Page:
Export Incentive Case Study

/, Export, Foreign Markets, Incentives/Export Incentive Case Study

Export Incentive Case Study

EMIA (Export Marketing and Investment Assistance administered by the Department of Trade and Industry) supports existing South African manufacturers or traders of South African goods to exhibit at up to 6 foreign (international) trade shows per annum, on a rebate.

The purpose being to assist manufacturers or traders of locally manufactured goods to market their products for export.

EMIA is available to all S.A. manufacturers and traders with a track record of 1-year.

The EMIA process and cash flows work as follows:

  1. A business identifies a relevant exhibition and submits an application to the DTI to support it in exhibiting at a show.
  2. Upon approval of the application, the business pays all the costs related to the show.
  3. Upon its return, the business requests the DTI to rebate the funds expended in line with the approved application.
  4. Repeat.

I was recently asked by a client to explain whether going on foreign trade shows using EMIA is worthwhile.

A business case would be the best way to explain this, so I took out the applications of our clients to run the numbers.

Let’s look at 2 examples:

Business 1:         Manufacturer of cosmetics products

  • Turning over R60 million per annum
  • 270 employees
  • 100% black ownership
  • Level 1 B-BBEE compliance
  • EMIA calls this an “other sized business”

Business 2:       Manufacturer of haircare products

  • Turning over R8 million per annum
  • 15 employees
  • 100% white ownership
  • Level 4 B-BBEE compliance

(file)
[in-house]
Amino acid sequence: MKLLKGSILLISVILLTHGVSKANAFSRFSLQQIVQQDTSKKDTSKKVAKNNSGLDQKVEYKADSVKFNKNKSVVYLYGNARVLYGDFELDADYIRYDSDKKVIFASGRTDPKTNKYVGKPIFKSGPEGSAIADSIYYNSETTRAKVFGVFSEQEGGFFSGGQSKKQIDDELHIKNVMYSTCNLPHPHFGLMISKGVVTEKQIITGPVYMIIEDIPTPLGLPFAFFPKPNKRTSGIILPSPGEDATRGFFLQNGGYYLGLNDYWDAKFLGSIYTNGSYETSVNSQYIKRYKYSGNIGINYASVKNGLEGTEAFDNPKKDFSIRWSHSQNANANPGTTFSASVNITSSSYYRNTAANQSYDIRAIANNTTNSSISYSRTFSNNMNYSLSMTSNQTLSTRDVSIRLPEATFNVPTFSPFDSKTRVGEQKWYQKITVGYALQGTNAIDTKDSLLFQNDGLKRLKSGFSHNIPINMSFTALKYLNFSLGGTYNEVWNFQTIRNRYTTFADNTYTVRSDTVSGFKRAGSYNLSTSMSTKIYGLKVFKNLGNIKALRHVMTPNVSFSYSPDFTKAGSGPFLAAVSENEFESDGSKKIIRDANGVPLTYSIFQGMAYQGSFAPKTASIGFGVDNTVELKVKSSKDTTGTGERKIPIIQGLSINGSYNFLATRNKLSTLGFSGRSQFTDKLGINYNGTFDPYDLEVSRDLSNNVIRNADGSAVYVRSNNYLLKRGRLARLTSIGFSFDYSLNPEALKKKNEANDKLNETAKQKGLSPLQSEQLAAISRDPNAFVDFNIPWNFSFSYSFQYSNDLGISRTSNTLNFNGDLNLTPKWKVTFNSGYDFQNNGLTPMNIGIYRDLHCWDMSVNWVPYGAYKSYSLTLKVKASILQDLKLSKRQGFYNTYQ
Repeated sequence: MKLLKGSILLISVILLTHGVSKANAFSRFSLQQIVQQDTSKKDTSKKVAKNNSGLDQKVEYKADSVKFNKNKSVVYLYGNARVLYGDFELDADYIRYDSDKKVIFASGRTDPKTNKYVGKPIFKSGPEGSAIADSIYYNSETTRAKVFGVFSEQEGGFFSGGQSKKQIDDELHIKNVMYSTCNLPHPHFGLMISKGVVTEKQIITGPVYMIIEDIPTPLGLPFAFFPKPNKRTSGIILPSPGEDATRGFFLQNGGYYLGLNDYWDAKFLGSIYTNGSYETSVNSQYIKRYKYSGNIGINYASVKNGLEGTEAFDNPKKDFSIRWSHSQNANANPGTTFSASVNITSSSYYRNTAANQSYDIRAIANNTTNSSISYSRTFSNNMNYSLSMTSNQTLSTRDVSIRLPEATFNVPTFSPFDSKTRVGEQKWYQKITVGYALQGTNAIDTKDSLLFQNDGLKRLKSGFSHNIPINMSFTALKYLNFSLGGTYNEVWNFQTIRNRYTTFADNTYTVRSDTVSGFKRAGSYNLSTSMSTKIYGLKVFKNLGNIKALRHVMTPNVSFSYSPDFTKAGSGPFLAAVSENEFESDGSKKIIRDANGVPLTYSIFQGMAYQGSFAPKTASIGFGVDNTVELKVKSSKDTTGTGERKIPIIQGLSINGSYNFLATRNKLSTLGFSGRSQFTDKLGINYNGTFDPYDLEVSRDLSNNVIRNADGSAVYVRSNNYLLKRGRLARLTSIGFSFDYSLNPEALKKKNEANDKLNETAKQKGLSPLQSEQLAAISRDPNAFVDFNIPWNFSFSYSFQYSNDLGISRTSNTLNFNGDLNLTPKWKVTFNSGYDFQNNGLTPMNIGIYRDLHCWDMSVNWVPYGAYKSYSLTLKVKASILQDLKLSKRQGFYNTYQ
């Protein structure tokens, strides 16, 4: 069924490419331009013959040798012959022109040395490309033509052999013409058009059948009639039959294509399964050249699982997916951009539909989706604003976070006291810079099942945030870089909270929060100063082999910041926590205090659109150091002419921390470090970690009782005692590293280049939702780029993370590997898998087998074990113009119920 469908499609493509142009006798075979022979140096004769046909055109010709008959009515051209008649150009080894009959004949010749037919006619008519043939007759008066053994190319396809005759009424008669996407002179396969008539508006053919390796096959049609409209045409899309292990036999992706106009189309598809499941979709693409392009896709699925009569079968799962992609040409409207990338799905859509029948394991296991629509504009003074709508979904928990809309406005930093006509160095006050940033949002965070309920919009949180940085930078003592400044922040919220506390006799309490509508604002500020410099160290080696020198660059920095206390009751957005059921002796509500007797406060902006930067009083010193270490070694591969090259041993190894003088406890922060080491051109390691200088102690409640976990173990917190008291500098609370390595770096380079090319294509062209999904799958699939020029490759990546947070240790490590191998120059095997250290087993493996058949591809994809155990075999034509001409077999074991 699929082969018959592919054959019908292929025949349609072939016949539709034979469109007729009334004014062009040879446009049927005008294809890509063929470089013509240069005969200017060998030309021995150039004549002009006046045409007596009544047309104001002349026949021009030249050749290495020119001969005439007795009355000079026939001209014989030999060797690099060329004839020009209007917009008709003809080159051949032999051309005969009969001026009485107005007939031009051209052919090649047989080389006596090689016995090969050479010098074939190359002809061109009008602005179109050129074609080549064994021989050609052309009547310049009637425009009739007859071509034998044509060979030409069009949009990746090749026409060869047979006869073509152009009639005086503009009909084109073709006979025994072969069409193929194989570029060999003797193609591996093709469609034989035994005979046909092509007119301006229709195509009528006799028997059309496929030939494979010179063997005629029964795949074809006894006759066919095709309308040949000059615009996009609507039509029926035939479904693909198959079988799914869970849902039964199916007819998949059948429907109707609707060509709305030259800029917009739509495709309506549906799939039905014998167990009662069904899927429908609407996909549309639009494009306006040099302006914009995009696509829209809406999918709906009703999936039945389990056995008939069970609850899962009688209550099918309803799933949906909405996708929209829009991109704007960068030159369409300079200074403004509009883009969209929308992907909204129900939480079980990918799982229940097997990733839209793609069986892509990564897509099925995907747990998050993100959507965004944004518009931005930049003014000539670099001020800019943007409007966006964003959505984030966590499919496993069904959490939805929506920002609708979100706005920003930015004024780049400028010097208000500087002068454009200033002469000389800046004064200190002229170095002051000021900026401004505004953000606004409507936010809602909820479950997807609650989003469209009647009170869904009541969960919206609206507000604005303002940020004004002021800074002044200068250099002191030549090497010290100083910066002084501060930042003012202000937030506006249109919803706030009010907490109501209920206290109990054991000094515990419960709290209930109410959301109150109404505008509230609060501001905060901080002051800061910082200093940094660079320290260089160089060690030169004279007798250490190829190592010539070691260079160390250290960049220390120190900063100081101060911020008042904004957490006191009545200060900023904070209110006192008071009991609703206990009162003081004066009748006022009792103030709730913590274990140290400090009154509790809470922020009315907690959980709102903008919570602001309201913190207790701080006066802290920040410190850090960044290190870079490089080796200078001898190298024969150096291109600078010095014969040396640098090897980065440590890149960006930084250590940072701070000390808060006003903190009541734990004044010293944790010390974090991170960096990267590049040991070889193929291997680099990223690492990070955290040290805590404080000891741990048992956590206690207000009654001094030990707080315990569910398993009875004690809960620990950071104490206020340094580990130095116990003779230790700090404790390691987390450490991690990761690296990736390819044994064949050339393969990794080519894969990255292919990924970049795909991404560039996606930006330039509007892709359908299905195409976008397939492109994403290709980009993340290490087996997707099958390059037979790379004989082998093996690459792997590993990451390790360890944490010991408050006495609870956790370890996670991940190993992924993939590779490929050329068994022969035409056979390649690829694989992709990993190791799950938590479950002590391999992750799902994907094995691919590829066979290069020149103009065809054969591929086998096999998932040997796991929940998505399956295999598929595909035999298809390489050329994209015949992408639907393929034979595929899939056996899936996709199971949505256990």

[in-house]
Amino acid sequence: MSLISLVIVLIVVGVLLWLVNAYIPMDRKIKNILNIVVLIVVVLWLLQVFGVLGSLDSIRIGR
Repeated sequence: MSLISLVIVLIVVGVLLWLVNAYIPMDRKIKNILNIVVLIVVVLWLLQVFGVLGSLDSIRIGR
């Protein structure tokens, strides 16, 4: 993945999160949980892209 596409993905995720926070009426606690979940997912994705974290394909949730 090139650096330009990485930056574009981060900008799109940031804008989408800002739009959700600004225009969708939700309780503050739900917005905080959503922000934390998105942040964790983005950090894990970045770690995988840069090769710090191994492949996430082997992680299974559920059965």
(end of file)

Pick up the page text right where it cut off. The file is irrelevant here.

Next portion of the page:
• EMIA calls this an “SMME”

Both these businesses will qualify for the incentive, with the value of support granted based on the size of their business.

Let’s look at what each business was able to claim from the DTI for participating in an industry exhibition in Nigeria:

 Business 1 Costs IncurredBusiness 1 ClaimedBusiness 2 Costs IncurredBusiness 2 Claimed
Economy Return FlightR 9,358NilR 8,676R 8,676
Exhibition StandR 83,943R 70,000R 83,943R 70,000
Allowance (incl. Accommodation)R 15,073

(4 days)
NilR 9,225

(4 days)
R 9,225

(R2,500 per day allowance)
SamplesR 7,164NilR 7,565R 7,565
TOTALSR 115,538R 70,000R 109,409R 95,466

*Terms and conditions apply per type of exporter based on demographics, region of exhibition, National Pavilion versus Independent Participation among other factors. Businesses with annual turnover below R40mil benefit at a higher value

As you can see, both businesses benefited greatly with significant costs for the exhibition being covered. Differences in the costs of each business relate to fluctuations in airfare, accommodation chosen and meals.

Business 1: 60% of their costs were covered by the DTI and their net expense was only R45,538

Business 2: 87% of their costs were covered by the DTI and their net expense was only R13,943

Furthermore, these businesses were able to attract new customers in those markets and have created opportunities for access to significant new foreign markets for their businesses.

Multiply this by up to 6 exhibitions every year and the possibilities and opportunities for business growth is massive.

Exports have the potential to grow business volume and enhance profits.

In 2016, the DTI supported 35 companies to take part in the Gulfood Exhibition (the largest food and beverage fair in the region), which resulted in export sales of more than R220 million.

Exports contributed to 30% of South Africa’s GDP, yet many South African businesses are unaware of the benefits of exporting – read my blog “4 reasons you need to be exporting”.

Do you have a marketing budget and export goals? Uzenzele’s ETF administrative and project management service offering can help you achieve these.

By |2019-01-07T22:20:53+02:00Dec 11th, 2018|Capital Raising, Export, Foreign Markets, Incentives|0 Comments

About the Author:

Leave A Comment